I’ve been reading it the last couple of weeks and the major takeaway, (until about the end of the 7th chapter), was to check your metric. It’s the metric you’ve been using to measure yourself with, your self-worth and your value. And talking about values, also the values you could prioritize, or discard.
I connected to this instantly because I graduated from medical school 5 years ago and since then, well, it’s been that sort of a mess.
See, I’d always looked at myself as an academician. Not in the sense of a teacher, but as a good student. I’d always been a good student; scored decently well; achieved my goals; essentially a textbook rendition. Then, I finished med school and had to prepare for residency. And that’s where I hit the first road block. I couldn’t study, which was basically all I did for the last 22 years of my life. Since I couldn’t study, I couldn’t crack the entrance, I couldn’t achieve my goals and I suddenly, I started to question my very existence. If I wasn’t a good student, then what was I? And what was I supposed to do next?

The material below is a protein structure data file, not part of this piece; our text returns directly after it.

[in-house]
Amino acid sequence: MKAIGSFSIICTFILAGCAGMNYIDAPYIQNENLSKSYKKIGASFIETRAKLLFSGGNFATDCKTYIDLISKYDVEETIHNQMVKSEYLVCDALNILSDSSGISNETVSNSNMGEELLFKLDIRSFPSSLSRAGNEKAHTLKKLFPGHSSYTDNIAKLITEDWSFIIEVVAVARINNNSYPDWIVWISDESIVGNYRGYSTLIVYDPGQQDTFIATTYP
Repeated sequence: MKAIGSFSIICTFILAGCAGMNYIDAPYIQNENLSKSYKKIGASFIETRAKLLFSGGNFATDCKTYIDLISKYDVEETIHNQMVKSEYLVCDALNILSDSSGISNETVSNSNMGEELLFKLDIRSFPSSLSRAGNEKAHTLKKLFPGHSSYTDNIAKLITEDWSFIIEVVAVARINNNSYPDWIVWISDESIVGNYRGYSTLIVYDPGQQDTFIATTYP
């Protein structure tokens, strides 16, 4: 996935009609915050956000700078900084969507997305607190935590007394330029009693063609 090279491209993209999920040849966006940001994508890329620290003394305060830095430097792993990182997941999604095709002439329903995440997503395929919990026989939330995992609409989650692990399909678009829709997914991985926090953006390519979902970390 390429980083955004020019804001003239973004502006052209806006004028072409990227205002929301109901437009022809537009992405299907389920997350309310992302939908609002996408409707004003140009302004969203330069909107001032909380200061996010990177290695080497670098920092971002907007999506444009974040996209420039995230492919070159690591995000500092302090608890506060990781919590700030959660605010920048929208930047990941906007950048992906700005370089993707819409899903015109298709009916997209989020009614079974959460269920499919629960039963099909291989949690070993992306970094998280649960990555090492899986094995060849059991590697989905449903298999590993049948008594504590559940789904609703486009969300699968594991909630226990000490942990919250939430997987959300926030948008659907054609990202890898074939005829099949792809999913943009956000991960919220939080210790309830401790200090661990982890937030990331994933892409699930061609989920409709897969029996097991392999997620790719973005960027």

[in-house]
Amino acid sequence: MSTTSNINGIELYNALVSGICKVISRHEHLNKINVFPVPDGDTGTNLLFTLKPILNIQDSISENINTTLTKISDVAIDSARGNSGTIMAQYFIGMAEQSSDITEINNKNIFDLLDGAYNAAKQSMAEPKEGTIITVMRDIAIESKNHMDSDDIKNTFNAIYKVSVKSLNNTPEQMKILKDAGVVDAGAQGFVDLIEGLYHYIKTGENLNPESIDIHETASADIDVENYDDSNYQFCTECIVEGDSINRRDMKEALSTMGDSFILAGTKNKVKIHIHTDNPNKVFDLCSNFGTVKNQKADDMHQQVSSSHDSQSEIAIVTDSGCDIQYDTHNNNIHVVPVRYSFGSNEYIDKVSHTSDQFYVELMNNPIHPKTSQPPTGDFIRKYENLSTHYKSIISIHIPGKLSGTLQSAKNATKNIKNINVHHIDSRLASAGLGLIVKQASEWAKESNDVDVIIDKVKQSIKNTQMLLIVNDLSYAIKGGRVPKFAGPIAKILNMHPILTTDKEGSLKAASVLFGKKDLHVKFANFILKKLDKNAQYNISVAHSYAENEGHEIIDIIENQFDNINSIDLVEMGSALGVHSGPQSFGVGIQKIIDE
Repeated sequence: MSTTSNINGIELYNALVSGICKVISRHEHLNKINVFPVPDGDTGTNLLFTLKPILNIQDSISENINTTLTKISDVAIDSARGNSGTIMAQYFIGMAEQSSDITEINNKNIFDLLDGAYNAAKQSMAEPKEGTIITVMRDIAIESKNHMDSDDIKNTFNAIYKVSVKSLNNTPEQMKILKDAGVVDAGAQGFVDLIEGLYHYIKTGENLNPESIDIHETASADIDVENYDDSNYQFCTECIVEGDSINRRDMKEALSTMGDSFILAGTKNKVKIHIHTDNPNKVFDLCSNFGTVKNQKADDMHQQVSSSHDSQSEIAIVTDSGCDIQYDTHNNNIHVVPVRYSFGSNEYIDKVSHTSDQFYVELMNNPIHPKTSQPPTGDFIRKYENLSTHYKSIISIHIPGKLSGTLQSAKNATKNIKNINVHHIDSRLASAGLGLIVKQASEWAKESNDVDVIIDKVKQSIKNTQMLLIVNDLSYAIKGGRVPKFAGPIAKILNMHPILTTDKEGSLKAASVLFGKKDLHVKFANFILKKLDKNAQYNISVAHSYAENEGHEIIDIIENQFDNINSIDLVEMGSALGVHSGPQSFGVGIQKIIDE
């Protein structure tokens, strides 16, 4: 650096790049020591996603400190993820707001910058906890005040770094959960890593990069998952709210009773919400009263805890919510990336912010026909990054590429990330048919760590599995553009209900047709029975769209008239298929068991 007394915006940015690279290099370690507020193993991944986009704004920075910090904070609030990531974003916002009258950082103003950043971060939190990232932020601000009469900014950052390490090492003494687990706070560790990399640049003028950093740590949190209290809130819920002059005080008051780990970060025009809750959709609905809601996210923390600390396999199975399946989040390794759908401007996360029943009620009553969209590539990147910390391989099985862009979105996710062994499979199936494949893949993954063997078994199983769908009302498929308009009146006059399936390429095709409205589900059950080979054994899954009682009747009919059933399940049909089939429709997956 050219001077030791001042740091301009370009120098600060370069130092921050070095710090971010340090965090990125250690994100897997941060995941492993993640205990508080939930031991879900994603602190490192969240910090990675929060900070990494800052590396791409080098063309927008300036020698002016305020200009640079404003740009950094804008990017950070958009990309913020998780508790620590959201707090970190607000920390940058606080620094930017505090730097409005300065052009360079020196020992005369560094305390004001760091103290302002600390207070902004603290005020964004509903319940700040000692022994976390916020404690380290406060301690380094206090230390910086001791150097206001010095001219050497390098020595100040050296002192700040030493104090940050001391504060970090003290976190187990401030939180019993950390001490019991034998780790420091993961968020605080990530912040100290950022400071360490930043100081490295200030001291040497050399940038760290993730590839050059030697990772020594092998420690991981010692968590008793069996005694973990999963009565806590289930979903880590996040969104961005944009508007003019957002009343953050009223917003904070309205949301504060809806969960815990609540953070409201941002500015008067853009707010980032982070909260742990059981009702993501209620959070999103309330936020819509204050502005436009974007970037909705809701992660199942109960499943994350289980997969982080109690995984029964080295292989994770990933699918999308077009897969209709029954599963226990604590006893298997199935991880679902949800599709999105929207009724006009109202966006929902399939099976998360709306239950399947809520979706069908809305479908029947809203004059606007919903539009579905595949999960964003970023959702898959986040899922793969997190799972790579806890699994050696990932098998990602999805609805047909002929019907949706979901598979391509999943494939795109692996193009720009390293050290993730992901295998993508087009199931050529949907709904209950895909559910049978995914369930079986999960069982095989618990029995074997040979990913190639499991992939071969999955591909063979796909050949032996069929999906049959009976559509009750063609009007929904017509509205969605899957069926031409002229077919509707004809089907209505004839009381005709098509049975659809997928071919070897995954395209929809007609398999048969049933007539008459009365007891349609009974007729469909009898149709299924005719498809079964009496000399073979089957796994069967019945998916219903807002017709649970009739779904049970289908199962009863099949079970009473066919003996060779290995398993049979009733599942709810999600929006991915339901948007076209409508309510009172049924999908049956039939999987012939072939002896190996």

It took me 2 years and desperation to make peace with the residency I took up finally. But, the process of re-evaluation, of my idea of myself, my self-worth, is still ongoing.
I’m enjoying reading this book because it’s putting words to what I’m feeling and that makes the process feel more legitimate, more tangible and less in-my-head. It’s also given me a few useful pointers to help along the way of re-evaluation. I’m 2 chapters away from the cover now and interested to see where else it goes, what else it puts words to. And I’m interested to see how it changes my life in that minutely significant way that books are wont to do.
Wish me luck!